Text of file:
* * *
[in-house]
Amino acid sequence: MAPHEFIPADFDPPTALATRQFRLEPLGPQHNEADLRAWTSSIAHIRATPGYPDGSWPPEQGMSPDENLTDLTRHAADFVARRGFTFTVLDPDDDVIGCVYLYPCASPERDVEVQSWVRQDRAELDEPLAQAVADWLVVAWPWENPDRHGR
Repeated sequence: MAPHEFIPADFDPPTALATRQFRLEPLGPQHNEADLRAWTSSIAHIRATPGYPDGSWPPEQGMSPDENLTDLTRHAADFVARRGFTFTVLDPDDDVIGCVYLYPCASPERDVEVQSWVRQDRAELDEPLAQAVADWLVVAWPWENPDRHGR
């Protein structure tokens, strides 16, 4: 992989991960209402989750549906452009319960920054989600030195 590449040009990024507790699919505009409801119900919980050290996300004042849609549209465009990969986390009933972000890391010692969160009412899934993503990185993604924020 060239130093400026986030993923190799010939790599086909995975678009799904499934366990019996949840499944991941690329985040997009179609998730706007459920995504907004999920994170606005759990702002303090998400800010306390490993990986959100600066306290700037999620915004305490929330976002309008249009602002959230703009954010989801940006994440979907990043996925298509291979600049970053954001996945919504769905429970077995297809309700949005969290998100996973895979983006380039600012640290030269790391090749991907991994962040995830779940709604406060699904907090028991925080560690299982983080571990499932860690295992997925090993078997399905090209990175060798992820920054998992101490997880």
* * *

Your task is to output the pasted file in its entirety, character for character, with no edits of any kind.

[in-house]
Amino acid sequence: MAPHEFIPADFDPPTALATRQFRLEPLGPQHNEADLRAWTSSIAHIRATPGYPDGSWPPEQGMSPDENLTDLTRHAADFVARRGFTFTVLDPDDDVIGCVYLYPCASPERDVEVQSWVRQDRAELDEPLAQAVADWLVVAWPWENPDRHGR
Repeated sequence: MAPHEFIPADFDPPTALATRQFRLEPLGPQHNEADLRAWTSSIAHIRATPGYPDGSWPPEQGMSPDENLTDLTRHAADFVARRGFTFTVLDPDDDVIGCVYLYPCASPERDVEVQSWVRQDRAELDEPLAQAVADWLVVAWPWENPDRHGR
């Protein structure tokens, strides 16, 4: 992989991960209402989750549906452009319960920054989600030195 590449040009990024507790699919505009409801119900919980050290996300004042849609549209465009990969986390009933972000890391010692969160009412899934993503990185993604924020 060239130093400026986030993923190799010939790599086909995975678009799904499934366990019996949840499944991941690329985040997009179609998730706007459920995504907004999920994170606005759990702002303090998400800010306390490993990986959100600066306290700037999620915004305490929330976002309008249009602002959230703009954010989801940006994440979907990043996925298509291979600049970053954001996945919504769905429970077995297809309700949005969290998100996973895979983006380039600012640290030269790391090749991907991994962040995830779940709604406060699904907090028991925080560690299982983080571990499932860690295992997925090993078997399905090209990175060798992820920054998992101490997880």